Field and Laboratory Studies of Encysted and Trophic Stages of Naked Amoebae: Including a Perspective on Population Life Cycle Dynamics

O. Roger Anderson


Naked amoebae are among the most abundant soil protists, especially in highly productive soils. Their capacity to produce cysts during unfavorable growth periods, especially drying, enhances their survivability as resting stages and promotes dispersal by wind and air currents. However, the dynamics of their cycles of encystment and active growth are poorly documented. Using a recently developed culture observation method, including a dried preparation stage to detect encysted amoebae, data are presented on the ratios of active and encysted stages of naked amoebae based on field samples from diverse terrestrial sites differing in plant cover and moisture content during spring and summer months 2008 at a location in northeastern U.S.A. Percentage of encysted amoebae varied between 32% and 100% depending on locale and moisture content. Carbon content of the cysts (estimated from recently excysted individuals) relative to trophic stages varied between 22% and 100% at these same locales. Laboratory experimental studies of winter soil samples, that were cultured at 25oC to promote amoeba community growth, indicated that a dynamic relationship exists between active and encysted stages during proliferation with varying ratios depending on the moisture content and qualities of the soil at the collection site, thus suggesting a revised model as presented here of the encystment-excystment cycle for populations during a growth succession.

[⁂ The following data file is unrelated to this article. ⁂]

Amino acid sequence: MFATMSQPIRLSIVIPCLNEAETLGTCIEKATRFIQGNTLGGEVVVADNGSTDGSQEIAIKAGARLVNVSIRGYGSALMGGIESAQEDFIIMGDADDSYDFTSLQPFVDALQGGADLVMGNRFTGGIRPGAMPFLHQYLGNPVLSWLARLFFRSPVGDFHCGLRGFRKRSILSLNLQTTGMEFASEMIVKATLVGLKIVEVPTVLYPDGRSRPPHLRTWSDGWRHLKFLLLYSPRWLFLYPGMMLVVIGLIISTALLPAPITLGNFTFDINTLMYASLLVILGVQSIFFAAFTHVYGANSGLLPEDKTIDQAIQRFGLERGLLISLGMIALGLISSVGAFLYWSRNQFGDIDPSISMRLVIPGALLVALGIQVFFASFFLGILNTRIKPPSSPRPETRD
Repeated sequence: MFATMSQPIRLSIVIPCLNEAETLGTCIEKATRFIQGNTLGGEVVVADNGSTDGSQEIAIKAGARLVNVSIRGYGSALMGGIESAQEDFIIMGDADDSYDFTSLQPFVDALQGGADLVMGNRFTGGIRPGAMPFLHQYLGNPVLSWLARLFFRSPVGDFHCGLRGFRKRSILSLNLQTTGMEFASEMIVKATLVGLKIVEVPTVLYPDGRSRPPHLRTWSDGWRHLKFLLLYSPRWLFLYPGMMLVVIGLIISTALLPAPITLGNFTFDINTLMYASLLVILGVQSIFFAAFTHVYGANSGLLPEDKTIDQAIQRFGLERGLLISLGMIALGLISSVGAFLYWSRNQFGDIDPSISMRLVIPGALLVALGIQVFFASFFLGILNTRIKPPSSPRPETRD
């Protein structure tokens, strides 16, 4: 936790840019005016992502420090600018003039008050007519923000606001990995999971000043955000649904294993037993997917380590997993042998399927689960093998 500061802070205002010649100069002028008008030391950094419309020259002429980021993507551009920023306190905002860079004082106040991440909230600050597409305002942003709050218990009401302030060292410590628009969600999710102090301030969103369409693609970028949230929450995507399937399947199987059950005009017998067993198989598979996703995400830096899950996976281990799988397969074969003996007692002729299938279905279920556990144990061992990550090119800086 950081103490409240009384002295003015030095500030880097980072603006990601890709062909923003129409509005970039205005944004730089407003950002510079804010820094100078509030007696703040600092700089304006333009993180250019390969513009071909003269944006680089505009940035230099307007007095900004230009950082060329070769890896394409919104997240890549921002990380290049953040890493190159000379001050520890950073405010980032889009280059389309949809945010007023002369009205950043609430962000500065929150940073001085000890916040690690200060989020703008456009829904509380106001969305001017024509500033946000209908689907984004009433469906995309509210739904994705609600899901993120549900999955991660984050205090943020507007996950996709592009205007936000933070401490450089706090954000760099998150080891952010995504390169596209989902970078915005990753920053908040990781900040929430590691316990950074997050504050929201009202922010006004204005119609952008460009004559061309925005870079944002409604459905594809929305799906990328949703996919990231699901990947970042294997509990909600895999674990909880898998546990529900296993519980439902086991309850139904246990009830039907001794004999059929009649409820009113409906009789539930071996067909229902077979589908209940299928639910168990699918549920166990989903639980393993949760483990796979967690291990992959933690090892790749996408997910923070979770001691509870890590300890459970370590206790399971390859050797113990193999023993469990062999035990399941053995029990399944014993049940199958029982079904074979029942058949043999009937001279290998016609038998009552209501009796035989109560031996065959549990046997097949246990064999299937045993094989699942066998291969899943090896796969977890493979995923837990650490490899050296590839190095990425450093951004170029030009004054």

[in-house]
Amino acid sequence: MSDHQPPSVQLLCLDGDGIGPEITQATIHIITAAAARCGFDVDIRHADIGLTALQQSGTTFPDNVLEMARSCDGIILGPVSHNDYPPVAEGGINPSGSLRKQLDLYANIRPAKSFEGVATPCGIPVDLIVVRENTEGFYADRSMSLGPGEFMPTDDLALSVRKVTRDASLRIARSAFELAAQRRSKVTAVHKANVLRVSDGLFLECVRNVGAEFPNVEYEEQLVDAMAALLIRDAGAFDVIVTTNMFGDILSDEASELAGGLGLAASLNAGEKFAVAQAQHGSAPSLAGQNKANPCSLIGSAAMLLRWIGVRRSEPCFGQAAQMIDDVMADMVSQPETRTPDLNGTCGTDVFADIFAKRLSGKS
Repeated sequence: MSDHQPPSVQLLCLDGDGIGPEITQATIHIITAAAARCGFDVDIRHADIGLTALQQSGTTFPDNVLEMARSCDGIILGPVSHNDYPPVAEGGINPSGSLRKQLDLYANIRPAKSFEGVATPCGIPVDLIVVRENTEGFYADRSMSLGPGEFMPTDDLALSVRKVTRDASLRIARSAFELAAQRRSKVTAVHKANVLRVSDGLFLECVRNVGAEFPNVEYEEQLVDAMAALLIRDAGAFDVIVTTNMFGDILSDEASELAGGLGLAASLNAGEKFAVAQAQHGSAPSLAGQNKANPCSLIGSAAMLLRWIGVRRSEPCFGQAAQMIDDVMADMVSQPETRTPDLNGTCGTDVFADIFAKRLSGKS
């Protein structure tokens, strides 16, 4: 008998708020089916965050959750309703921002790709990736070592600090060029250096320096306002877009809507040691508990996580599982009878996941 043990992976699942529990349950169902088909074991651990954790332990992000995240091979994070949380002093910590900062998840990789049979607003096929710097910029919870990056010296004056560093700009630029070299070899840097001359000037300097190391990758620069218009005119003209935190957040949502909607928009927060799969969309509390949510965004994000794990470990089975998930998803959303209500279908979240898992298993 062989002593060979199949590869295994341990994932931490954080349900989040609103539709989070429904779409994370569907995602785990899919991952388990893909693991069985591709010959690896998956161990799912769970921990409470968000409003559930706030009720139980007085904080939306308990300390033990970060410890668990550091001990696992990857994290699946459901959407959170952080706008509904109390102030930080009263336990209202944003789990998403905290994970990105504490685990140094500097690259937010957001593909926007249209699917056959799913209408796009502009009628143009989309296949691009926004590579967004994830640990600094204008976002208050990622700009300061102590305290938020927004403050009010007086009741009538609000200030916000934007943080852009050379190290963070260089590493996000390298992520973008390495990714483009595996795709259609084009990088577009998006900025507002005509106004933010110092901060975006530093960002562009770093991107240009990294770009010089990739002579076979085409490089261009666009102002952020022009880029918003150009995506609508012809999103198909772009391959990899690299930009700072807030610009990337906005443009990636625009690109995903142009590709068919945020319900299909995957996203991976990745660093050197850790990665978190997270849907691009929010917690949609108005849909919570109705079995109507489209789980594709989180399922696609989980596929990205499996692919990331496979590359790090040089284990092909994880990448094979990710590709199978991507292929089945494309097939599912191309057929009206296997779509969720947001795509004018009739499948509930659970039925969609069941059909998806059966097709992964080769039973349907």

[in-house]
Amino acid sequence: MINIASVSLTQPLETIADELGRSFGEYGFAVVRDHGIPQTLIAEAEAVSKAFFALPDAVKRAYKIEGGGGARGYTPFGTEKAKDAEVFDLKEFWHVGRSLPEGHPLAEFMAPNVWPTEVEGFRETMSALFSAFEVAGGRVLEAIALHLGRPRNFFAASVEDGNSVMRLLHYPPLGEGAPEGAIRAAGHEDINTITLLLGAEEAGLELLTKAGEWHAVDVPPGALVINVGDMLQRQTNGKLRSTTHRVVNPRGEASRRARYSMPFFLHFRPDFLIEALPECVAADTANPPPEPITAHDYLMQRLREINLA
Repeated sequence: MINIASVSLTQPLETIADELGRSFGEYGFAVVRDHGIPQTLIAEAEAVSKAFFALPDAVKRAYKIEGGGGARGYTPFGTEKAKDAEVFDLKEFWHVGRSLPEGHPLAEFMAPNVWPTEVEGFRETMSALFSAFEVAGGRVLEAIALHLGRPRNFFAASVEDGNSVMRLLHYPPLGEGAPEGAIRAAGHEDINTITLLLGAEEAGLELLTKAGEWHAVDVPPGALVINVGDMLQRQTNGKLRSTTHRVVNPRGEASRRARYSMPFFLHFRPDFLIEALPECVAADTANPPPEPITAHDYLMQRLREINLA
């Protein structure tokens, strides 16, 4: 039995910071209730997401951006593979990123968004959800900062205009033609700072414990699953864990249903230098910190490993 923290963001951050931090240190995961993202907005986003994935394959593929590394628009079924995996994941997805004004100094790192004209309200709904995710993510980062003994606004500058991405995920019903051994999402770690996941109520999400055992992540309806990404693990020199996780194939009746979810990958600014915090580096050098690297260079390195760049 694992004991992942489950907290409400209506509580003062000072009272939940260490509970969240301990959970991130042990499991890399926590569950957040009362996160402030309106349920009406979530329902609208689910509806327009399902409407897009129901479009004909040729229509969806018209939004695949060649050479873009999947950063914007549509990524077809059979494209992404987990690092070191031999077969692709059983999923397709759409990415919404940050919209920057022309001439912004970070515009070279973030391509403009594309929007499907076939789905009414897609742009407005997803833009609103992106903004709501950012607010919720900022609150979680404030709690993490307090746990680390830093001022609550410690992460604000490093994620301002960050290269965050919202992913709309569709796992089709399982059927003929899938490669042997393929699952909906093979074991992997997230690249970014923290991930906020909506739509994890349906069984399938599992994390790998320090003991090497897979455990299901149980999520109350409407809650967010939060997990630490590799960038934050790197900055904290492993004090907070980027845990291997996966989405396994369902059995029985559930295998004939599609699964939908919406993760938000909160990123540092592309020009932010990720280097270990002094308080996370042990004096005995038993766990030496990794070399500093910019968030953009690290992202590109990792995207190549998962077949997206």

Słowa kluczowe: Eukaryotic microbial communities, microbial ecology, microbial survival strategies, protistan community succession

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